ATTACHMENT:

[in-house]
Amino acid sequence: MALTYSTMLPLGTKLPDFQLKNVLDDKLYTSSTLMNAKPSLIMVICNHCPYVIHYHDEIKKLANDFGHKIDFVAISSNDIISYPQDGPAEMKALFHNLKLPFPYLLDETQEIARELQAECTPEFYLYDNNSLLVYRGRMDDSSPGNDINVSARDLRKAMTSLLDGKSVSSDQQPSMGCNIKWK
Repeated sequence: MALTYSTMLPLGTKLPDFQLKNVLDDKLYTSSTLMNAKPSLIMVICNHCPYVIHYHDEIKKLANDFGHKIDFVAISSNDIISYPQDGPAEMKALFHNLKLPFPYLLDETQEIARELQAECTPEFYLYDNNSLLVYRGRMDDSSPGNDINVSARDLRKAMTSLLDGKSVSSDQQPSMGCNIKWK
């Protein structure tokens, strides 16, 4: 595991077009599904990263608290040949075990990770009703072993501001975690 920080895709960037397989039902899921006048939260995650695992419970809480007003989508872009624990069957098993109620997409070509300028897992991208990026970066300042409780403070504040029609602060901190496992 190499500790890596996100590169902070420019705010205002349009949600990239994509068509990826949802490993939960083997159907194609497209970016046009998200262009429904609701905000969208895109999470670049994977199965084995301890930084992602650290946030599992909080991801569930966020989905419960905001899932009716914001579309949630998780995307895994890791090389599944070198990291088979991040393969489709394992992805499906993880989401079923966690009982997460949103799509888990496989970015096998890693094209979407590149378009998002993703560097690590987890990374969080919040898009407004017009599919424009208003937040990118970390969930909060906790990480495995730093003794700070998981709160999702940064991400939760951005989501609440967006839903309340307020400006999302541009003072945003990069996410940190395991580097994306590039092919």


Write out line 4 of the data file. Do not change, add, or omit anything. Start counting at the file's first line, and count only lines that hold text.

């Protein structure tokens, strides 16, 4: 595991077009599904990263608290040949075990990770009703072993501001975690 920080895709960037397989039902899921006048939260995650695992419970809480007003989508872009624990069957098993109620997409070509300028897992991208990026970066300042409780403070504040029609602060901190496992 190499500790890596996100590169902070420019705010205002349009949600990239994509068509990826949802490993939960083997159907194609497209970016046009998200262009429904609701905000969208895109999470670049994977199965084995301890930084992602650290946030599992909080991801569930966020989905419960905001899932009716914001579309949630998780995307895994890791090389599944070198990291088979991040393969489709394992992805499906993880989401079923966690009982997460949103799509888990496989970015096998890693094209979407590149378009998002993703560097690590987890990374969080919040898009407004017009599919424009208003937040990118970390969930909060906790990480495995730093003794700070998981709160999702940064991400939760951005989501609440967006839903309340307020400006999302541009003072945003990069996410940190395991580097994306590039092919």